Skulls in Ink: Learning to Print
Our time at art school came to an end and while I spent more and more time designing posters at home, Faye went to University and, through a chance encounter with another student, was introduced to print-making. Within a few weeks, her macabre little drawings were being transformed into oily-black death prints.
It was around this time, in 2007, that I started visiting the London Print Club in Dalston, to learn how to screen print. It seemed the next logical step if I was to take over the world with my posters. This printing process, which is still used to make all our clothing, cemented my drawing style and allowed me to focus on line work and solid black. It also became the foundation of everything we made for La Mort.
We began living with each in September 2007 and, though our drawing styles were still very different, we began to exchange ideas and swap sketches. I drifted away from the psychedelic art I had been drawing and became interested in gothic art and the posters of the Viennese Secession.
An Unlikely Collaboration
By 2009, Faye and I had rid our artwork of nearly all colour, and were almost always drawing in black and white. It would still be another year of working separately before we would come together and decide to curate a group art show. We named our partnership The Mourning Press and began producing limited runs of death prints.
Our first show, Memento Mori, opened in September 2010 and featured the work of artists whose pieces dealt, in some way, with death, decay and loss. It was the first time either of us had sold our work and it became a starting point for what was to come next. I stopped creating posters and we both settled on the idea of becoming fine art printmakers. It seemed simple enough at the time.
Our second show, The Affliction, opened in June 2011 and it was these few days that changed everything. After the opening night, we spent the rest of the week sitting at the back of the gallery drinking all the leftover wine and wondering about the public’s lack of interest in Death art. Something had to change.
While we were planning our next move, a guy walked into the gallery and started looking at our prints. He said ‘You should put these pictures on T-shirts’, and then he left.
That was the answer we were waiting for. We continued drinking wine.
Days in the cold
Our next step? Camden. For those of you that haven’t been there, Camden Market attracts some of the best (and worst) alternative and hand made art and fashion. It seemed like the best place to start. We needed a name and after many days of discussion, Faye suggested “La Mort Market”. It may have been the same day that we both decided to adopt the name for our new T-shirt label. La Mort Clothing was born. We spent several months printing posters and greetings cards and, for the first time, headed to Dalston to...
I am beyond excited to anounce the release of London Pharaohs; our first full collection. It has been eight months since we started preparing to create our new set of designs and it feels great to finally have everything up in store. We had a couple of really fun photo shoots in and around London, with pro photographer Rhian Cox and the results are now pasted across this season's catalogue. At the beginning of September, we'll be showing London Pharaohs to buyers at the London Edge show in Angel. If the past few months are anything to go by, things are about to get real for La Mort!Thank you to everyone how has been involved in the making of this collection. Eight months of hard work have now paid off.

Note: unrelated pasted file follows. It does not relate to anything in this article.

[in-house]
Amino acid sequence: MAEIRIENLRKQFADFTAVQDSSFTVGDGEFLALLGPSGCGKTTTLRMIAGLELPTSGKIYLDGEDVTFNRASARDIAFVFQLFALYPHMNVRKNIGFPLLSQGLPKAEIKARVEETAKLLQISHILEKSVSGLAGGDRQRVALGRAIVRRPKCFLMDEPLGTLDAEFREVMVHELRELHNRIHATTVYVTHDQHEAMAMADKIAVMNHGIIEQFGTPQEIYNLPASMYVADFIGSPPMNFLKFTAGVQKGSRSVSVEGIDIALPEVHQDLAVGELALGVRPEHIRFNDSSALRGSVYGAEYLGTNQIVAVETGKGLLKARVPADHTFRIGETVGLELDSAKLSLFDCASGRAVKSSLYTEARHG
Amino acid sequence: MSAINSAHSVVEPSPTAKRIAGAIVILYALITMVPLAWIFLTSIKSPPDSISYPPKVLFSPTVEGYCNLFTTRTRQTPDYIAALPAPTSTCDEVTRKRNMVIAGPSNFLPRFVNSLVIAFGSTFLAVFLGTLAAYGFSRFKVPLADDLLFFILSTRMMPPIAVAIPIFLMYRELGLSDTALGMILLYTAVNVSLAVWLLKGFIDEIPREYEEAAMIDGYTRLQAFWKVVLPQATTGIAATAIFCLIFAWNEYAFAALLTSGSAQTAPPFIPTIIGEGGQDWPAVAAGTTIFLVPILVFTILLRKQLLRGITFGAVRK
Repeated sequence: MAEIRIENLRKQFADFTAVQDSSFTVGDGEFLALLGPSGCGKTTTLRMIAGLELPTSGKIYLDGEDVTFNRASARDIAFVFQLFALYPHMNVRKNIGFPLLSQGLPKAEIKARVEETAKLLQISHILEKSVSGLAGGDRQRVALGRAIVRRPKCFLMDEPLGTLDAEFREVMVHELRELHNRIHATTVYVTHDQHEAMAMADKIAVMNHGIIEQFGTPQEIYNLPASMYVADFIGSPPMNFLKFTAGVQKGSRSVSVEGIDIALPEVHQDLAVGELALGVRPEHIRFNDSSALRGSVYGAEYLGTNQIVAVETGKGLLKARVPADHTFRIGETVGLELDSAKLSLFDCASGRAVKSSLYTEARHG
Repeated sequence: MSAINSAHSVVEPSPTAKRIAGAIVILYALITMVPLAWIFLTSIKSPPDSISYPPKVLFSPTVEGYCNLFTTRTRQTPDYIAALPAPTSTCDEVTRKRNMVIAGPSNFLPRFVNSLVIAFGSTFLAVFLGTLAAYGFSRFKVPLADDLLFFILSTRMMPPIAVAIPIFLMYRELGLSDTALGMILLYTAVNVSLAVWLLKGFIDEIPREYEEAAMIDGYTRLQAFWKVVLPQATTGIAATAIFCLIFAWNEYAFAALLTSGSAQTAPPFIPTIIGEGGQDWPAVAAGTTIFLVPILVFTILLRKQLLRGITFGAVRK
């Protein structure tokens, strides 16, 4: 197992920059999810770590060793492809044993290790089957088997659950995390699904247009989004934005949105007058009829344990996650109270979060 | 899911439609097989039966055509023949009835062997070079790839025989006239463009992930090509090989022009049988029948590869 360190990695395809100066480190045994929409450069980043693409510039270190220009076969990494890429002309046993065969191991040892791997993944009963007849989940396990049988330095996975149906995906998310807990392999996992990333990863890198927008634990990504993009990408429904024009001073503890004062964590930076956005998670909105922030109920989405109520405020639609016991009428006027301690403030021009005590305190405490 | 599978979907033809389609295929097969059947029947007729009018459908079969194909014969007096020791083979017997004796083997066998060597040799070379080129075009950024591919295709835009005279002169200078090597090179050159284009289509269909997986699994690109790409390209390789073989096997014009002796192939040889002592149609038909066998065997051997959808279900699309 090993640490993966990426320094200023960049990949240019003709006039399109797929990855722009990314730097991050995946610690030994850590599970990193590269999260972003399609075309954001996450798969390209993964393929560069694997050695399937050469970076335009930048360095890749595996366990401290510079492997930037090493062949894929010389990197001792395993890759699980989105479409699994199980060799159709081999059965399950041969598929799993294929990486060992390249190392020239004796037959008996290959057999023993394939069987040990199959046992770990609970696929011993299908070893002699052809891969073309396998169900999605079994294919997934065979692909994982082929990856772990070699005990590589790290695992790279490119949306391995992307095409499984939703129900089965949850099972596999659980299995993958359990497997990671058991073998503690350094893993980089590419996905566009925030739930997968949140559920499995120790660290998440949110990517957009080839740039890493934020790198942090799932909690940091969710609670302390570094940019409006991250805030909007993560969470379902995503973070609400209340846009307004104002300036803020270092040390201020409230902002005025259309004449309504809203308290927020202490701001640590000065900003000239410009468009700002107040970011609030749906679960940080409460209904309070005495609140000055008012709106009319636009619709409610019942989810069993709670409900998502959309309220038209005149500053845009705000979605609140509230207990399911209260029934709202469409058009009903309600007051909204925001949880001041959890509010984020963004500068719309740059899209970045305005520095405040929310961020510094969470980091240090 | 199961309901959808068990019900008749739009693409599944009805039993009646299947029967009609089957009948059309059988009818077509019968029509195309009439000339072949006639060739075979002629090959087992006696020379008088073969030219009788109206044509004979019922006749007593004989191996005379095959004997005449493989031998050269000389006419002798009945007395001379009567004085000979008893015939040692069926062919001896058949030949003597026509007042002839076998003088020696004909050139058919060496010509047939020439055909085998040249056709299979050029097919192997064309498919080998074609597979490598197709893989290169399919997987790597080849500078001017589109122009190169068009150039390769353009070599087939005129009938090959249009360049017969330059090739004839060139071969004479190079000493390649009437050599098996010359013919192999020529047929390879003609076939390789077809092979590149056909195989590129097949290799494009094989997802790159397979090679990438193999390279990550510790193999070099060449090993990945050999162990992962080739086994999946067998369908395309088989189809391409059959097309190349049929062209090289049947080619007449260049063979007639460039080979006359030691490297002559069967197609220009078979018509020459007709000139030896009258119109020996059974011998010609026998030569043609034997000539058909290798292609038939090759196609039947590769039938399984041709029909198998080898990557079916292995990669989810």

With the first Rammstein design all finished (click here to see it), it was time to start the second.As with previous pieces, I started this one by blowing up the small-scale sketch and using a lightbox to transfer elements to a larger sheet. Using a blue lead pencil I then tightened up all the lines, added more detail and supporting elements, and re-drew the deer's head. Initially, the eyeballs on the deer's antlers were looking in the same direction as the deer. I re-drew them facing forward as it gave more of a hypnotic effect. The draped cloth was a late addition to the sketch, as it was needed to provide an area for the lyrics.By now, I had started using our new 'white on black' technique, which involves using a special opaque white paint over black areas. This method is perfect for adding highlights, like highlights on the sword handles and the deer's nose. When painting larger elements back in, I draw them in ballpoint pen on large black areas or marker pen, so I can see where I am painting. On the above image you can see an eye drawn in this way, to the left of the deer.As always, it is a pleasure working with Rammstein and the feedback we received was great. I will post the third design soon!
With our visual style borrowing heavily from Art Nouveau, psychedelic design and the darker side of Romanticism, there is one shadowy and mysterious group of writers and artists that we find fascinating. This group of men shut themselves away in a run-down hotel in Paris and regularly took part in long drug-induced reveries, with the intention of shedding some light on the effects of hashish on the intellectual mind. Their story is bizarre and incredible. All the more so as it took place in the 1840s.